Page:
Pointing a (fiscal) gun at someones head and saying "sign this or I blow your head off", does not amount to acceptance.

You know this already Rich, so my question is why the pointless line of argument? You're far too smart to believe this rot, so why post it?

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Re: Cutting the Gordian Knot

Postby dspp » January 11th, 2017, 8:54 pm

mswjr wrote:
hamzahf wrote:
mswjr wrote:I understand your argument (although I don't agree that total immigration is too high), but as well as the possibility of employing EU engineers as readily as UK engineers, what is currently stopping Dyson applying for more ROW engineers through Tier 2? Is the list too restrictive for his business


Beyond that, I don't know whether Dyson have difficulties with Tier 2 attribution or not. I really don't know.


Hamzah, msj,
Perhaps I can give some insight from having brought people in to design / mf teams in UK :
1. Dyson tries to recruit what he thinks are good engineers / scientists.
2. The UK simply produces too few, then the good ones either leave the UK, or leave science / engineering.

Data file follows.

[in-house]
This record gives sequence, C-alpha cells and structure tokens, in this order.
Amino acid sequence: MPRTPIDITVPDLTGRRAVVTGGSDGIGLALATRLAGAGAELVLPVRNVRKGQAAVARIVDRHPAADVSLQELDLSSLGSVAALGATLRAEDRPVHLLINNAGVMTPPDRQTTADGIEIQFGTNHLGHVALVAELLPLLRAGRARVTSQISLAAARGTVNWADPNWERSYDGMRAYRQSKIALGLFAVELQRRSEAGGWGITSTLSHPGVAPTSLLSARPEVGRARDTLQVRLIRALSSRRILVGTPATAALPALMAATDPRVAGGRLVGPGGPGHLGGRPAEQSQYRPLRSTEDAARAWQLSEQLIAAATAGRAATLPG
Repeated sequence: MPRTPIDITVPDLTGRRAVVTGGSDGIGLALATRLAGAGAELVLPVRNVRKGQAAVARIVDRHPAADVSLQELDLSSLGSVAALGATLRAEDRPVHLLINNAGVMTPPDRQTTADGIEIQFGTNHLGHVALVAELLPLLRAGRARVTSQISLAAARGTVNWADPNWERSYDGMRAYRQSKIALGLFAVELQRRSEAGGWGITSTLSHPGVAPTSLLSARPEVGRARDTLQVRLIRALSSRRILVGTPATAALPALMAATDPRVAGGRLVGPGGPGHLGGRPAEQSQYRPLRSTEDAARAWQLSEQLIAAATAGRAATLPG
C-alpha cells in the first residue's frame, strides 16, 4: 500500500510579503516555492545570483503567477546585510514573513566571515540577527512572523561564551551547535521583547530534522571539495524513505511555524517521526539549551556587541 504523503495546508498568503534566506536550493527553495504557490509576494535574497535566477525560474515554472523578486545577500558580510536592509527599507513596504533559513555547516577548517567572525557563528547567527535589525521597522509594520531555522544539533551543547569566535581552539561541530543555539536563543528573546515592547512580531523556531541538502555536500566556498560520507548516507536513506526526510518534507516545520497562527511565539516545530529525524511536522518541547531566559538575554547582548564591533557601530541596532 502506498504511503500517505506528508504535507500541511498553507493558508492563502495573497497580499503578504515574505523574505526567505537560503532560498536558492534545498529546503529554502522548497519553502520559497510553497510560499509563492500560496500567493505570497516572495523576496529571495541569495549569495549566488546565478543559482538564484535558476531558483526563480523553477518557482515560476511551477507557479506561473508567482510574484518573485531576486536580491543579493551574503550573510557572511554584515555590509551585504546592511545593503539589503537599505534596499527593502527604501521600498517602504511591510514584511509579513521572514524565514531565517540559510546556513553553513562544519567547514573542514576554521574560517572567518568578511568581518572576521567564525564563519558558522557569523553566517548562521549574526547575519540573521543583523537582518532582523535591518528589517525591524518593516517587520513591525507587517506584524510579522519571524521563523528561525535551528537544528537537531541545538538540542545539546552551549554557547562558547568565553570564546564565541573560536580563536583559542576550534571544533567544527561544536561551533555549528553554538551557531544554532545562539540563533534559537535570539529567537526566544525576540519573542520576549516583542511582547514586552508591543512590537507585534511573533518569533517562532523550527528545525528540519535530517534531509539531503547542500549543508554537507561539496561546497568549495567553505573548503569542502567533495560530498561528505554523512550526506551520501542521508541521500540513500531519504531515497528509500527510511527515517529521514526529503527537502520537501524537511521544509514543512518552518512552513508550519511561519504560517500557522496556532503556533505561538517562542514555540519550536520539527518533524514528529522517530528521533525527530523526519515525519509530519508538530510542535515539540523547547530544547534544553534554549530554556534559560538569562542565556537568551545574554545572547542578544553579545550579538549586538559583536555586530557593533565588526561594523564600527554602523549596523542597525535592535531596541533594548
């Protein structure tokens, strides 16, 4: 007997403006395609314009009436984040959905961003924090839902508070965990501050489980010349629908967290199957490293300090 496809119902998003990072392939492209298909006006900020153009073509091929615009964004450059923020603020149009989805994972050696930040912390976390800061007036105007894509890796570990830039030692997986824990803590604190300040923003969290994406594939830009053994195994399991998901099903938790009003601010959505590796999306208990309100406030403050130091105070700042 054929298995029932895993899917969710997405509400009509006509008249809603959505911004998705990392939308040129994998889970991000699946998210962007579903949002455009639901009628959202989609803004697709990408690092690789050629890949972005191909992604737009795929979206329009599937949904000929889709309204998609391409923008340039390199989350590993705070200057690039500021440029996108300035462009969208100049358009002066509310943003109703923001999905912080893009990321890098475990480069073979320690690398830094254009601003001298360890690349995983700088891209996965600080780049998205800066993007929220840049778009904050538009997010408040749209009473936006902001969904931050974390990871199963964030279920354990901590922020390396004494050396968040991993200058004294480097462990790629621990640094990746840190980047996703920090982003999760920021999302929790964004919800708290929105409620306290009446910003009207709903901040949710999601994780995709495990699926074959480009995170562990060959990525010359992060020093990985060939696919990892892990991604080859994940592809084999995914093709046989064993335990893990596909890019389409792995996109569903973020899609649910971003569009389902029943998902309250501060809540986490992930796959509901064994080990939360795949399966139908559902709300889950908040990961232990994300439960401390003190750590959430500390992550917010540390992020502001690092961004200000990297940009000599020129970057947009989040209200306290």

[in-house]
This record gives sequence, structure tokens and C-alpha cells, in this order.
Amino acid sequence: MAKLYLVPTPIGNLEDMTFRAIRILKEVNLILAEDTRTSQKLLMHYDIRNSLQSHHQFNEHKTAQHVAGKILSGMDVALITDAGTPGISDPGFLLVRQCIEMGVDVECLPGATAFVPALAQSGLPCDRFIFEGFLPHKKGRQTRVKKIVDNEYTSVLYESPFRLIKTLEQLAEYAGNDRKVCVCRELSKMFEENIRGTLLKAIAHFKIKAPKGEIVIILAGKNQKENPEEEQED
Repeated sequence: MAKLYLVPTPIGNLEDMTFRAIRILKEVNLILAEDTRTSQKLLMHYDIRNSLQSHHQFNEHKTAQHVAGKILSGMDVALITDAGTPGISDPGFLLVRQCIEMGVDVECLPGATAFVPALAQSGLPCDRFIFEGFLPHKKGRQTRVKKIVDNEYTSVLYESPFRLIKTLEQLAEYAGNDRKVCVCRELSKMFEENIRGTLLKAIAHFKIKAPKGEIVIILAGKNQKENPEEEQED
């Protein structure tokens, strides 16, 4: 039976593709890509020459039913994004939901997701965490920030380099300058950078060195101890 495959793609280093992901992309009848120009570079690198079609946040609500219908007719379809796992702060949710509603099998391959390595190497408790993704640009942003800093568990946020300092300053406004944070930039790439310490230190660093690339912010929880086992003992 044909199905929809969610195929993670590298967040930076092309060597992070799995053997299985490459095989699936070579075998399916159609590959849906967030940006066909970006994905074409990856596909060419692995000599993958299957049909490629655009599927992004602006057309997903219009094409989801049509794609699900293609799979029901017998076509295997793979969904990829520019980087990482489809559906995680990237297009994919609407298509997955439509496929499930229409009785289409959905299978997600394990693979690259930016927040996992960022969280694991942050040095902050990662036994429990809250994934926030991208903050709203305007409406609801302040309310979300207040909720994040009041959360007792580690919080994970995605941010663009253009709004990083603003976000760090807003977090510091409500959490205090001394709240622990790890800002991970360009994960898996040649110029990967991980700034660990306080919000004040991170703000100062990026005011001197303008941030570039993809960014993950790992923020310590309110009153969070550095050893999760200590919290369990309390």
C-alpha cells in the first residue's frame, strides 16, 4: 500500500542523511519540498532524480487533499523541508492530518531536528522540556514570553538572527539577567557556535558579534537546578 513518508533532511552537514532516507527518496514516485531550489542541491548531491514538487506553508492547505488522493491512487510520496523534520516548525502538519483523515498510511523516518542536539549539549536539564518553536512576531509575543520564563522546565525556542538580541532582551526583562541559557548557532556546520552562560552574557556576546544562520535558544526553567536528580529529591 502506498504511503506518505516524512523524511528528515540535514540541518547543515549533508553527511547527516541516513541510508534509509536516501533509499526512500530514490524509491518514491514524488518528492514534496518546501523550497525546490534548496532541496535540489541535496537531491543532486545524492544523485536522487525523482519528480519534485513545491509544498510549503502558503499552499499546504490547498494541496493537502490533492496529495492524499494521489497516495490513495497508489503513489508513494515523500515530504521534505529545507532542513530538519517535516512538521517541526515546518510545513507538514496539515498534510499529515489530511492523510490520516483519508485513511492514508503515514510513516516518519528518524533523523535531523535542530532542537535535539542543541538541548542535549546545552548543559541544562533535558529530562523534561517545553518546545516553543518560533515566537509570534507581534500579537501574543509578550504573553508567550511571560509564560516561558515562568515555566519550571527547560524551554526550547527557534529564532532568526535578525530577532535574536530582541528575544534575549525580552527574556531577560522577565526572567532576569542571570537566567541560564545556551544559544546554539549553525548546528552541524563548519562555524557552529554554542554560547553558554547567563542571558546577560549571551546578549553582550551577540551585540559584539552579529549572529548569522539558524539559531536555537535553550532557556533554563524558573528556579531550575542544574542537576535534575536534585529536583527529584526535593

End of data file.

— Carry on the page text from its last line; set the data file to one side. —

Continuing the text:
3. In order to bring in on work visas an employer first has to go through a lot of hoops to get on the UKBA sponsor scheme (easy if you are Dyson and have an HR dept); then the jobs have to fall into a defined category (again not too hard); then you have to show you've advertised widely in the UK (quite sensibly defined) and failed to find UK / EU nationals who fit the bill at the minimum per job-type wages (this is hard - if you remember that the EU is a big place - basically you have to lean on your interviewers / bodyshops to NOT find you the right person somewhere in the EU at what are fairly decent salaries, i.e. you have to skew your selection matrices); then you have to still be in-quota (generally easy in engineering); and have found the right & acceptable non-EU person who will do the job OK (generally easy if Asian, increasingly difficult if Western - we've seen people walk away from the UK from US/Can backgrounds over the last few years; colleagues tell me quality northern EU senior candidates are increasingly picky about coming to UK).